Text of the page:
Though the attacks are mind-boggling, Mike Rowe is still fighting back critics over his decision to appear in a Walmart ad emphasizing the beauty of hard work. More importantly, the ad promotes the giant retailer’s pledge to invest $250 billion in U.S. manufacturing.
“I’m back. Three days of press, five hours of sleep, four bottles of wine, a speech, a job offer, 5,000 form letters, and a couple of good-natured death threats. All because of a commercial that I narrated about American manufacturing paid for by Walmart,” Rowe wrote on Facebook on Monday.
Perhaps because he finds some amusement in pointing out the misleading arguments being made against him, the former “Dirty Jobs” host hit a few writers over their reporting on his relationship with Walmart.
He began with the “journalistic masterpiece” written by Matt Hardigree of Jalopnik, the automotive blog owned by Gawker Media. The headline: “Ford Drops Shill-For-The-Oppressors Mike Rowe From Truck Ads.”
There were a lot of problems with even just the headline, so we’ll let Rowe explain the facts:
“Shill for the Oppressors!” Is that not fantastic? I should make new business cards. I’m sure Matt’s a swell guy, but unfortunately, he’s so eager to report on a story that doesn’t exist he’s resorted to a career in fiction. Matt believes that my recent work with Walmart drove The Ford Motor Company to fire me after seven years of service. He sees some sort of conspiracy at work in a recent Ad Age article, where according to him, every one played just “a little too nice.”
Sorry Matt - here are the facts. Ford didn’t “drop” me. We had serious discussions about another extension but decided not to proceed for reasons completely benign. We parted amicably long before the Walmart ad came along. A simple phone call to Ford would have confirmed that. Or, you could have done some really deep digging, and called me. People do it all the time, especially when they’re interested in geting the facts.
Bottom line - We “played nice” in Ad Age because the people involved are all, well...nice. I’m just at a point in my career where I want to associate myself with messages that speak directly to the issues that are important to me. That’s why the Walmart ad was so appealing. A $250 billion investment in US manufacturing is worth talking about, and very much in keeping with the goals of my own foundation. If any other “Oppressors” are looking to make a similar investment in America, drop me a line. I’m happy to “shill” for any company that get this country back to work.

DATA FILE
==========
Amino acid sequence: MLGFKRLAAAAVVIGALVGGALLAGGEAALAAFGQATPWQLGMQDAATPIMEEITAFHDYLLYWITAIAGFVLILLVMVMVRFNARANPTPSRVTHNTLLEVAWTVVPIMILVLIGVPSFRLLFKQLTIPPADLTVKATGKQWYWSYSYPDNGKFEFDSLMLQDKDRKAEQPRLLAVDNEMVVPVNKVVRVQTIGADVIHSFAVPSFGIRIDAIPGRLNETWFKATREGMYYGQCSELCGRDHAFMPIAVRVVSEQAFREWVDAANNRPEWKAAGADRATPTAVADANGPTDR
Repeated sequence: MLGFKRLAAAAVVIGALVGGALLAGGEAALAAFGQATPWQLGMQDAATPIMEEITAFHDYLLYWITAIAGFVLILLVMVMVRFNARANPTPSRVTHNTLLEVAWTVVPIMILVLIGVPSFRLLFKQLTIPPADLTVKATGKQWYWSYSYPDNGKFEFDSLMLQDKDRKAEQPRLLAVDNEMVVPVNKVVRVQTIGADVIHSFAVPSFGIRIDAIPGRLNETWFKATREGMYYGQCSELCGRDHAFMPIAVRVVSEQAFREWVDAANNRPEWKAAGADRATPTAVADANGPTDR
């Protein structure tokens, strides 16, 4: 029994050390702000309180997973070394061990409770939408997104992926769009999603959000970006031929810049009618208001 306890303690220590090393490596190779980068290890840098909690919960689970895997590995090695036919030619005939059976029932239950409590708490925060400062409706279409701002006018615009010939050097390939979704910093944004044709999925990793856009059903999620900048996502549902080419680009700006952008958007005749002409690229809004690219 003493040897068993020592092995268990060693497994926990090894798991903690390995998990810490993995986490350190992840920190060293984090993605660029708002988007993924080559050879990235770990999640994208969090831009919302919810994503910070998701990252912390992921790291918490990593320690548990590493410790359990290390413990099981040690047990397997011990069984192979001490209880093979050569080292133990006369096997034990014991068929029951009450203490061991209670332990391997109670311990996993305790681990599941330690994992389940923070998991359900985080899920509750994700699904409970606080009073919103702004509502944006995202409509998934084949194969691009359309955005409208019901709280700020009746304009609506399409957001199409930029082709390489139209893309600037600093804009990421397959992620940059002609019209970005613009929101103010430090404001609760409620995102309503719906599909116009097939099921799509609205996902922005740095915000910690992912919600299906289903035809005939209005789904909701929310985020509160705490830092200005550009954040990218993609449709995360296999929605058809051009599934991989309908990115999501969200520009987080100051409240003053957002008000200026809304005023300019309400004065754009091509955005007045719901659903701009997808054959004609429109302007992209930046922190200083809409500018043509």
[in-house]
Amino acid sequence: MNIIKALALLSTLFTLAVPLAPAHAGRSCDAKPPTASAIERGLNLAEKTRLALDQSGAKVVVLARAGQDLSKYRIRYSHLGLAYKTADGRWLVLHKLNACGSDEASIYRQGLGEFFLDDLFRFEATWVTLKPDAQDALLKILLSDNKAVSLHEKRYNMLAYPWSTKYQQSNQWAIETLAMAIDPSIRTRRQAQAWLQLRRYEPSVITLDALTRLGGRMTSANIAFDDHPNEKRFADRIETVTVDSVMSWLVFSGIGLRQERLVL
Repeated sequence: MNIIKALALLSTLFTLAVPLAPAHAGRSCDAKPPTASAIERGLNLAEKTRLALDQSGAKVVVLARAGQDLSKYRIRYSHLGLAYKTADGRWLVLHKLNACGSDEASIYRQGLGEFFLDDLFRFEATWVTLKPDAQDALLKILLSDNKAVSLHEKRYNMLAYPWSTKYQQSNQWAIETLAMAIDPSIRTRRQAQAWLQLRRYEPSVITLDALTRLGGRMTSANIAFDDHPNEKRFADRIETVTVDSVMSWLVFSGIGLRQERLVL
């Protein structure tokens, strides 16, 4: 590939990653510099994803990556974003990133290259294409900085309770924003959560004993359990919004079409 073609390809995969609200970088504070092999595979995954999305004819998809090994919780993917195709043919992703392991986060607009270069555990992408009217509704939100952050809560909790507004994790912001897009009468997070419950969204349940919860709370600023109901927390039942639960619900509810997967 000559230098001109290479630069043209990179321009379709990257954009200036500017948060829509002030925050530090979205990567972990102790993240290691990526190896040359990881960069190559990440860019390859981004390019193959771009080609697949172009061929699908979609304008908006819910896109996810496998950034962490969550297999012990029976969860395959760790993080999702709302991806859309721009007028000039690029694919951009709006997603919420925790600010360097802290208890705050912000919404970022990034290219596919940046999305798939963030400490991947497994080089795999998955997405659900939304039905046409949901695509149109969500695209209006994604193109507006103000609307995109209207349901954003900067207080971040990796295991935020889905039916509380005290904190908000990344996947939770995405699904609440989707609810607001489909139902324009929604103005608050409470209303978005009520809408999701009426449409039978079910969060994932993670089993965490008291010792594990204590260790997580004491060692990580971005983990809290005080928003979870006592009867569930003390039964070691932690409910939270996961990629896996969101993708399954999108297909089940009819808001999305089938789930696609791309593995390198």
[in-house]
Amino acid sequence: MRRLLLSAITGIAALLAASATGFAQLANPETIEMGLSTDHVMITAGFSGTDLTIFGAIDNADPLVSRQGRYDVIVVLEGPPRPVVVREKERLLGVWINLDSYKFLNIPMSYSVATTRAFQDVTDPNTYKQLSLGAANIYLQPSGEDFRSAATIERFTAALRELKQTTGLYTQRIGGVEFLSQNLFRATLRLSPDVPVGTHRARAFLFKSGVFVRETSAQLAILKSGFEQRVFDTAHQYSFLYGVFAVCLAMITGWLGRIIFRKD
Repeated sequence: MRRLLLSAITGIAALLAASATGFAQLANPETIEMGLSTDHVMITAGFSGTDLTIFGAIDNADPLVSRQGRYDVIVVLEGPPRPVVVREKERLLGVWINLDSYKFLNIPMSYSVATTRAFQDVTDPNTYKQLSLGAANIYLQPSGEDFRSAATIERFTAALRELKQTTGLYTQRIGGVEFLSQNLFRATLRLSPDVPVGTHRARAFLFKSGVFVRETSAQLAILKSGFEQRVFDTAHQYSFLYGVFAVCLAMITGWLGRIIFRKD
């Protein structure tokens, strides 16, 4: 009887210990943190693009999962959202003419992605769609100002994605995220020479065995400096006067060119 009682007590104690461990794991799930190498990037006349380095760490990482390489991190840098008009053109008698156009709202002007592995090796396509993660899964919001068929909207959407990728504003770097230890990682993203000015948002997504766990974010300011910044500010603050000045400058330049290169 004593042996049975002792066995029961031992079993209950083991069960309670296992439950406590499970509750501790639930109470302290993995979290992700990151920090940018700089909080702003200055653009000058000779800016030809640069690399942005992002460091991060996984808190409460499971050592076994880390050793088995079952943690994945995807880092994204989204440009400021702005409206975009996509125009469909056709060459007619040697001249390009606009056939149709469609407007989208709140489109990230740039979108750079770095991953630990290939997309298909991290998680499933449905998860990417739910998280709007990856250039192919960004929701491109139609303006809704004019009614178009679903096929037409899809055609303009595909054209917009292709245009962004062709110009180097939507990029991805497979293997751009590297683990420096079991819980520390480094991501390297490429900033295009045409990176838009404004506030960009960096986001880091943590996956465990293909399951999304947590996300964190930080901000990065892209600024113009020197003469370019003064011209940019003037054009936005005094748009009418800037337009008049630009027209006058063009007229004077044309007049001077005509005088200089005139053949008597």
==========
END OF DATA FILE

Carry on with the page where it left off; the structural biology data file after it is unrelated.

Rowe then moved on to another piece written by Aimee Picchi for CBS News. As he points out in the Facebook post, the writer conveniently left out a key part of a comment he made to a critic.
Underneath a photo of Rowe included in the report, which he says “conveys all the sincerity of an ambitious vacuum cleaner salesman at the annual Hoover convention,” the following quote is included: “Who gives a crap about your feelings toward Walmart?”
Unfortunately, Rowe writes, “Aimee leaves out the most important part, which for the record was this: ‘For that matter, who gives a crap about MY feelings? Isn’t the business of making things in America an initiative we can all get behind?’”
Rowe also objected to the insinuation that he is somehow now a spokesperson for Walmart. He notes:
Along with that omission, and the clever use of words like “hawk,” “tout,” and “spokesman,” the reader is left to believe that I’ve been empowered to speak on Walmart’s behalf in some sort of official capacity. In fact, I have not. I’m doing this because I want to encourage other companies to make similar investments in American manufacturing. That’s it.
Rowe was able to find at least one article that “literally drips with sanity and common sense.” You can read that piece, written by The Independent Voter Network’s Shawn Griffiths, here.